Supersized LCD TV sets larger than 50 inches in the diagonal dimension accounted for 27 percent of U.S. LCD TV unit shipments in the first quarter of 2013, up from 15 percent one year before, according to a TV Systems Intelligence update from researcher IHS.7 These large sets represented over half of all U.S. LCD TV revenue, at 53 percent, up sharply from 39 percent one year earlier, IHS says.
While demand has produced a slight uptick in prices for such sets in recent months, the longer term trend line has seen a sharp reduction in costs, with prices of 50-inch LCD TVs that once cost several thousand dollars now below $1,000. What it all adds up to is a cycling of HDTV sets through the home, with yesterday’s high-end 42-inch set moving to the bedroom as the 50-inch plus sets take over the living room.
This is not good news for cable operators when it comes to their reliance on MPEG-2, insofar as the larger the screen size, the lower the quality of reception for any given level of compression. A bit rate that may have produced an acceptable picture quality on a 42-inch set may not be sufficient to sustain that level of quality on a 55-inch set. Moreover, insofar as competitors such as telcos and OTT players have been able to exploit H.264 encoding to deliver higher quality pictures as the bandwidth available to them increases, consumer expectations as to what constitutes a good quality HD picture are much higher than they once were.
Adding to the challenges HD purchasing trends pose to cable operators, for higher income households who were shelling out $3,000-$4,000 for 42-inch sets a few years ago, a new level of quality and performance with big screens is coming into affordable price ranges with the aggressive competition underway among CE manufacturers to sell Ultra HD or 4K sets. In the third quarter of 2013, just five months after announcing prices on a new line of 55-inch and 65-inch Ultra HD sets, Sony said it was cutting the prices by $1,000 to $3,998 for the 55-inch set and by $1,500 to $5,498 for the 65-inch version.
This followed a similar move by Samsung, although its price levels were about $500 higher than Sony’s. And it helped spur LG Electronics to cut its prices to levels matching Sony’s.8
Not surprisingly, such pricing is contributing to faster-than-anticipated consumer adoption of 4K. Even before the latest price cuts, NPD DisplaySearch was predicting 4K set shipments worldwide would exceed 500,000 in 2013.9 By 2016, the researcher said, shipments will top seven million, with over two million sold in North America, second only to China with 2.6 million in projected shipments.
Given that the bandwidth requirements for 4K are four times those of HD for any given screen size, the delivery of channels in 4K resolution over MPEG-2 does not appear to be in the cards for cable operators. But the growing popularity of such sets further raises the pressure on operators to deliver superior HD quality over MPEG-2.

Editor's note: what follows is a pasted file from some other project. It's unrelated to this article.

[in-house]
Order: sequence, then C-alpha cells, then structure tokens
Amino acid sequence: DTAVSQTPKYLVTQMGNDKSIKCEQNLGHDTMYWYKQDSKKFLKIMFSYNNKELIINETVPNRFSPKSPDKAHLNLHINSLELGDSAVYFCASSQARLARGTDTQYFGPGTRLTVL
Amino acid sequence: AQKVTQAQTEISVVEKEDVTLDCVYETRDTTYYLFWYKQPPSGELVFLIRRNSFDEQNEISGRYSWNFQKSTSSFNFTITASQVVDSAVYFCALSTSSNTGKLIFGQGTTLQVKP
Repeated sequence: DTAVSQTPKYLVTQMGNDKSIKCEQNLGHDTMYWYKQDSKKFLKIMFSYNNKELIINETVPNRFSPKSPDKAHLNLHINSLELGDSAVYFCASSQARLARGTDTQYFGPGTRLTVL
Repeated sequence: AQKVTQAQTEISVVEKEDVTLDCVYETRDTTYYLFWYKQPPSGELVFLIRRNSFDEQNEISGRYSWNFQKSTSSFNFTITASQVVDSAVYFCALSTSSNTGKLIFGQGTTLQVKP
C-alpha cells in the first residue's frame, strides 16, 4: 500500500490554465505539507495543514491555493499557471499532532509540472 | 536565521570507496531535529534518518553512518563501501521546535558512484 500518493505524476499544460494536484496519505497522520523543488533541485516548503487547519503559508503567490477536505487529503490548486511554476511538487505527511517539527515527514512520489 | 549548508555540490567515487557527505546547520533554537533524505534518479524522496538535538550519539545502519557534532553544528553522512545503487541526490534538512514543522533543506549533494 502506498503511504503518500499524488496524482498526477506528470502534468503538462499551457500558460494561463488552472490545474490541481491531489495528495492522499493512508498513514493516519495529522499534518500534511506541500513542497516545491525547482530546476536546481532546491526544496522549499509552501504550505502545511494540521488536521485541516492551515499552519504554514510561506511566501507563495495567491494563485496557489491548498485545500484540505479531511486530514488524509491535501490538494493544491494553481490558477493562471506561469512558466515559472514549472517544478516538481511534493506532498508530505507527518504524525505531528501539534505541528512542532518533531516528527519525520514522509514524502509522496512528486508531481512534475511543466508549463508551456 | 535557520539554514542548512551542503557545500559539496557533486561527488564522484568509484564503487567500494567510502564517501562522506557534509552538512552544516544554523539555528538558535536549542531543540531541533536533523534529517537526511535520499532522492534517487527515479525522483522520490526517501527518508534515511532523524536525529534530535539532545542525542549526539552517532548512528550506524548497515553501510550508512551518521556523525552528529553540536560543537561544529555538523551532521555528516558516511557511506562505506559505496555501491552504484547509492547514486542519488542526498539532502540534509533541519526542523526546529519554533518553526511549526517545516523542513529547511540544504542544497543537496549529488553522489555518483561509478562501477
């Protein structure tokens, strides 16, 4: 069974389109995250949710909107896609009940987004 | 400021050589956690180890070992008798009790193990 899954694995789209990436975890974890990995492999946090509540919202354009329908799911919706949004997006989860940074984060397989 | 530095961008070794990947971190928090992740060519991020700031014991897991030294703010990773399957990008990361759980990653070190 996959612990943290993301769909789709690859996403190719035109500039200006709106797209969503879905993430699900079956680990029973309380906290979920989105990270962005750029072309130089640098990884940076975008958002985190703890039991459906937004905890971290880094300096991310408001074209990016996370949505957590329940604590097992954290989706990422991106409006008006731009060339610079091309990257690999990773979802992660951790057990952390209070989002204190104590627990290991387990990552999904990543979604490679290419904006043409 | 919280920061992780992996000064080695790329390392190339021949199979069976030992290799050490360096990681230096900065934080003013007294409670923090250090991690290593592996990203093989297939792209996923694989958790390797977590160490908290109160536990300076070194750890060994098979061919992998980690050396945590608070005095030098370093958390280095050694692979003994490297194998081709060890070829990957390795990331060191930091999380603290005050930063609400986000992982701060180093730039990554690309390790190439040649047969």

Overcoming the Limitations of Existing Encoding Platforms
While advances in hardware encoding systems have enabled operators to compress three HD and even four HD MPEG-2 channels per QAM, those ratios were set based on quality expectations two to three years ago. Clearly, as outlined in the discussion above, the bar on quality expectations has risen sharply and will continue to rise in the years ahead, putting in jeopardy aggressive QAM-packing ratios that were once deemed acceptable.
Moreover, operators can only implement the best capabilities offered by any given encoding manufacturer cost effectively as it becomes necessary to replace aging equipment or to add new capacity to handle higher volumes of encoding. Thus, in most instances, getting to those maximum performance ratios is an evolutionary process from one headend to the next.
Consequently, what’s needed is a means to improve on the installed encoding base while realizing even greater gains from the latest generation gear when installation of that gear can be cost justified. The enhancements for MPEG-2 embodied in Euclid Discoveries’ EuclidVision (EV) platform are designed to do just that. Whatever level of compression efficiency might be achieved on an old or new platform, EV delivers improvements that give operators the flexibility to get more out of MPEG-2 in whatever ways make the most sense, whether through compacting more channels into each QAM or by ensuring the quality levels on channels at a given ratio per QAM are sufficient to meet higher quality standards.
This is possible because Euclid has designed EV as a software enhancement to existing encoding platforms that operates on the video signal input in the temporal prediction phase of the encoding process. This positioning allows EV to overcome limitations intrinsic to MPEG-2 encoding without interfering with the transform, quantization and variable-length encoding functions of the encoder. As a result, the enhancements are completely transparent to installed set-top decoders, which treat the output of the encoder just as they always do in the deconstruction of the transform, quantization and variable-length encoding processes. (See Figure 1.)